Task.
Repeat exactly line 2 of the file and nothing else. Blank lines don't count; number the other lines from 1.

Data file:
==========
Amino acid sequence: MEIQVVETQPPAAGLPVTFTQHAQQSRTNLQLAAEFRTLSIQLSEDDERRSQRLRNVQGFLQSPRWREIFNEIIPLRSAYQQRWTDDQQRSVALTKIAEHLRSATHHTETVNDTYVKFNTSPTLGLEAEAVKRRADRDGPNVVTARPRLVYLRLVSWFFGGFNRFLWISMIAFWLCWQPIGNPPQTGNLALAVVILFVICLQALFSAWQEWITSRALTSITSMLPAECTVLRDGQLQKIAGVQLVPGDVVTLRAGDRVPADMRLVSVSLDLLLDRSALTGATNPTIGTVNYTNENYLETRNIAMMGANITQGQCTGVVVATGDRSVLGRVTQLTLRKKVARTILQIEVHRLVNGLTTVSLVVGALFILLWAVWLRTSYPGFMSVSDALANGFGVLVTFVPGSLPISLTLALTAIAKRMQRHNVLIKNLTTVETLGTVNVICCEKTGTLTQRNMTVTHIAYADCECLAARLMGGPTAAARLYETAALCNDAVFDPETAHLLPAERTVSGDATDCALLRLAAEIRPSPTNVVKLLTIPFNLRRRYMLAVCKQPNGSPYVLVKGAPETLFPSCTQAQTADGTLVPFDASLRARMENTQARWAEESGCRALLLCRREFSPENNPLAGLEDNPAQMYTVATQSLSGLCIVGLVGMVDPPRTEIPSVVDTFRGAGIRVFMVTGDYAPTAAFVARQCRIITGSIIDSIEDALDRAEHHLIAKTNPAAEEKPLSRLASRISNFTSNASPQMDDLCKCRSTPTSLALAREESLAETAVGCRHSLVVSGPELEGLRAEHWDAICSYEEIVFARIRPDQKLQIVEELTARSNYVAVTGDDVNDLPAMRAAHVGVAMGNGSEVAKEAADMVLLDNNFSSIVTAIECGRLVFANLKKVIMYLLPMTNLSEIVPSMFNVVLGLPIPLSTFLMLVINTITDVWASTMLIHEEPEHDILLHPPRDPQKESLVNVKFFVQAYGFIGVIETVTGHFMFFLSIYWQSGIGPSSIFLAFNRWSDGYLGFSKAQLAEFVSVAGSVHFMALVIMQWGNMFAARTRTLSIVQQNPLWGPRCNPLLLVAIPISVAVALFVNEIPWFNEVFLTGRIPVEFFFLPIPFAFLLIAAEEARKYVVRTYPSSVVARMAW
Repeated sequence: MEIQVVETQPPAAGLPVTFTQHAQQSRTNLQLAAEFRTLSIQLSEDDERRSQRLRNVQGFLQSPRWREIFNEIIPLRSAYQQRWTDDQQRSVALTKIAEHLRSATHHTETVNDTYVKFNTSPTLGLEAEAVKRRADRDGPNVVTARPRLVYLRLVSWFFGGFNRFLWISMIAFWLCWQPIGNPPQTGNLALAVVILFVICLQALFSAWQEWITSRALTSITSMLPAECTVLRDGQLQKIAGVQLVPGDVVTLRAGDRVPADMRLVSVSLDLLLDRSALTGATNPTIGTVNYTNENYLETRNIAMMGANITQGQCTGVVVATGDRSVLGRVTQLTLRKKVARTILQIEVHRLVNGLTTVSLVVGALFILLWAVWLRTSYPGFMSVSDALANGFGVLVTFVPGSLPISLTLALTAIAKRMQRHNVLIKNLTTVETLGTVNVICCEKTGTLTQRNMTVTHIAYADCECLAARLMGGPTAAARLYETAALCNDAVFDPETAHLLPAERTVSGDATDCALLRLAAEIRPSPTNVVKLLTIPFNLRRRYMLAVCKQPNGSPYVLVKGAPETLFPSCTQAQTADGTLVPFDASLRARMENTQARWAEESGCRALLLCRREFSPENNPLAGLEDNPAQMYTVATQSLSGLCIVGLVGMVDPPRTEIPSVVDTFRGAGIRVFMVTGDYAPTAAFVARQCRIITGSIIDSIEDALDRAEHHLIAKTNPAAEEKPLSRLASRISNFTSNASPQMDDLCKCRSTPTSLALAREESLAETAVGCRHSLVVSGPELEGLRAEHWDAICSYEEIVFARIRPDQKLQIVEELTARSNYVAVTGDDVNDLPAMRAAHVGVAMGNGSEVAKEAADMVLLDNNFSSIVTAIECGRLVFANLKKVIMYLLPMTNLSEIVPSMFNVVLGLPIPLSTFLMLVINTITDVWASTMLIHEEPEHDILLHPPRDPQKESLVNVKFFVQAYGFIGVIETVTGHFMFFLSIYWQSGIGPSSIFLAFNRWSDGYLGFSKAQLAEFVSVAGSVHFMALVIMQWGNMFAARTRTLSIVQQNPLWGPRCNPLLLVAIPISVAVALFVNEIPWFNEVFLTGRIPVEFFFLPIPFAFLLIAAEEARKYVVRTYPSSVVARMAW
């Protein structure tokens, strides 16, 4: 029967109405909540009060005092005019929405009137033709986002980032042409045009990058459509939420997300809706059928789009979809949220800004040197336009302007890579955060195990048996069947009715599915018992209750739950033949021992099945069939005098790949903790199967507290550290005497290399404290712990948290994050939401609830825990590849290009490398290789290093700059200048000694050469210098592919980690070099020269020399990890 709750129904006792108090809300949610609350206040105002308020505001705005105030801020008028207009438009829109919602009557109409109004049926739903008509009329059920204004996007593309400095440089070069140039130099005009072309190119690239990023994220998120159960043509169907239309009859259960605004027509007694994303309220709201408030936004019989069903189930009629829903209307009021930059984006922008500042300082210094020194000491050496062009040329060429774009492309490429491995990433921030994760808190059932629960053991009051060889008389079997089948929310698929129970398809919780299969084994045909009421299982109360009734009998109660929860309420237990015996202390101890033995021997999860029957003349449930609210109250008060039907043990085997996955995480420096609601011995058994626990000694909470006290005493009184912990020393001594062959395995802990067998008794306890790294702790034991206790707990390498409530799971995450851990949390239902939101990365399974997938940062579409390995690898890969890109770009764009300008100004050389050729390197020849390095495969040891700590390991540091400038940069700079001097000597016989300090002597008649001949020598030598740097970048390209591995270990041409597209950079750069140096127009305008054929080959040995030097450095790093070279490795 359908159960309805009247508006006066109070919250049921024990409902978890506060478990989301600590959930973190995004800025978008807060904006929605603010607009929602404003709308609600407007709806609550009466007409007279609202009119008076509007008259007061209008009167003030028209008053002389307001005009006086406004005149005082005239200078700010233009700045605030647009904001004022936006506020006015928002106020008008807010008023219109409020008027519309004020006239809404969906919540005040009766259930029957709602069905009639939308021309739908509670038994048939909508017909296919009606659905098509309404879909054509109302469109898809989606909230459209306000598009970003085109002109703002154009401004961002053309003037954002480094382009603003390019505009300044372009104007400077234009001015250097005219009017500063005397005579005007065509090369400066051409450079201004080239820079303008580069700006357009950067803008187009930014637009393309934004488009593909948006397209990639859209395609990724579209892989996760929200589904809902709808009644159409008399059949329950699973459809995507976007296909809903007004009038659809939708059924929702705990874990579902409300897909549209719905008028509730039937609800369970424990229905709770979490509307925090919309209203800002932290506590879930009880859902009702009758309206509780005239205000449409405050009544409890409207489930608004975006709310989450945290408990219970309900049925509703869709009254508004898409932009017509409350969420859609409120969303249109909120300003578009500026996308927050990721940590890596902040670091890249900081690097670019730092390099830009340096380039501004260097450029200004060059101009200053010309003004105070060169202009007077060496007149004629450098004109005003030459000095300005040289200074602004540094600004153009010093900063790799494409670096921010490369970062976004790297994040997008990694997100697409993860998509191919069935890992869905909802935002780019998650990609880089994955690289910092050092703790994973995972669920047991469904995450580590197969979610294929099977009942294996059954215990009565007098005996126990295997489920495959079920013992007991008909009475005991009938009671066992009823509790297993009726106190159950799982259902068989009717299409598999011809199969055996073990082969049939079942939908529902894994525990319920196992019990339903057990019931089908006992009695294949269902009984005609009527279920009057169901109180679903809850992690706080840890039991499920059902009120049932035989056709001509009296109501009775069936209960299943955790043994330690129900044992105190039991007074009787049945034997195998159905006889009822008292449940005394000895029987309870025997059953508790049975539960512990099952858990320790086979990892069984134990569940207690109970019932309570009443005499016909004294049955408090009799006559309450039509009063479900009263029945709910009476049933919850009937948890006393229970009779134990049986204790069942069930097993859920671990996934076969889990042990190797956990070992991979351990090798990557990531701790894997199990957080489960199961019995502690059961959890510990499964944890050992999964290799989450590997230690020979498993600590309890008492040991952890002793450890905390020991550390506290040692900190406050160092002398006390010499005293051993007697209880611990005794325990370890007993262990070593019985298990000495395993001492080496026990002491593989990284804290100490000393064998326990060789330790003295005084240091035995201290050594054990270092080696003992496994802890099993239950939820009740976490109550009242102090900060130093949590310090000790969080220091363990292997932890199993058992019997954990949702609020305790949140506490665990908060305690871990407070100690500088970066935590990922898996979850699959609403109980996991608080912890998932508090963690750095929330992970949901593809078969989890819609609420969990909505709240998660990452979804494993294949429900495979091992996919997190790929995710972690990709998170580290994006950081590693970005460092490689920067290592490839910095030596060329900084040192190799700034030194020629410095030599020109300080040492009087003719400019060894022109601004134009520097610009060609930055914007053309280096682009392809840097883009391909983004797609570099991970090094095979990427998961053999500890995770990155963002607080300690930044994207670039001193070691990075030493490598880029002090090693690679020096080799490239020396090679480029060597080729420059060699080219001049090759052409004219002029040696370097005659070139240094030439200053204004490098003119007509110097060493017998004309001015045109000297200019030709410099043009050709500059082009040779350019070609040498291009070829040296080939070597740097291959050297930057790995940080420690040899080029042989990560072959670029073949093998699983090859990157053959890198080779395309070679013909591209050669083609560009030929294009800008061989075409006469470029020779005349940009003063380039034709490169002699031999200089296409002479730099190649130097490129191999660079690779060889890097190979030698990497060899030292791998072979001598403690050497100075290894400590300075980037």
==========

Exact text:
Repeated sequence: MEIQVVETQPPAAGLPVTFTQHAQQSRTNLQLAAEFRTLSIQLSEDDERRSQRLRNVQGFLQSPRWREIFNEIIPLRSAYQQRWTDDQQRSVALTKIAEHLRSATHHTETVNDTYVKFNTSPTLGLEAEAVKRRADRDGPNVVTARPRLVYLRLVSWFFGGFNRFLWISMIAFWLCWQPIGNPPQTGNLALAVVILFVICLQALFSAWQEWITSRALTSITSMLPAECTVLRDGQLQKIAGVQLVPGDVVTLRAGDRVPADMRLVSVSLDLLLDRSALTGATNPTIGTVNYTNENYLETRNIAMMGANITQGQCTGVVVATGDRSVLGRVTQLTLRKKVARTILQIEVHRLVNGLTTVSLVVGALFILLWAVWLRTSYPGFMSVSDALANGFGVLVTFVPGSLPISLTLALTAIAKRMQRHNVLIKNLTTVETLGTVNVICCEKTGTLTQRNMTVTHIAYADCECLAARLMGGPTAAARLYETAALCNDAVFDPETAHLLPAERTVSGDATDCALLRLAAEIRPSPTNVVKLLTIPFNLRRRYMLAVCKQPNGSPYVLVKGAPETLFPSCTQAQTADGTLVPFDASLRARMENTQARWAEESGCRALLLCRREFSPENNPLAGLEDNPAQMYTVATQSLSGLCIVGLVGMVDPPRTEIPSVVDTFRGAGIRVFMVTGDYAPTAAFVARQCRIITGSIIDSIEDALDRAEHHLIAKTNPAAEEKPLSRLASRISNFTSNASPQMDDLCKCRSTPTSLALAREESLAETAVGCRHSLVVSGPELEGLRAEHWDAICSYEEIVFARIRPDQKLQIVEELTARSNYVAVTGDDVNDLPAMRAAHVGVAMGNGSEVAKEAADMVLLDNNFSSIVTAIECGRLVFANLKKVIMYLLPMTNLSEIVPSMFNVVLGLPIPLSTFLMLVINTITDVWASTMLIHEEPEHDILLHPPRDPQKESLVNVKFFVQAYGFIGVIETVTGHFMFFLSIYWQSGIGPSSIFLAFNRWSDGYLGFSKAQLAEFVSVAGSVHFMALVIMQWGNMFAARTRTLSIVQQNPLWGPRCNPLLLVAIPISVAVALFVNEIPWFNEVFLTGRIPVEFFFLPIPFAFLLIAAEEARKYVVRTYPSSVVARMAW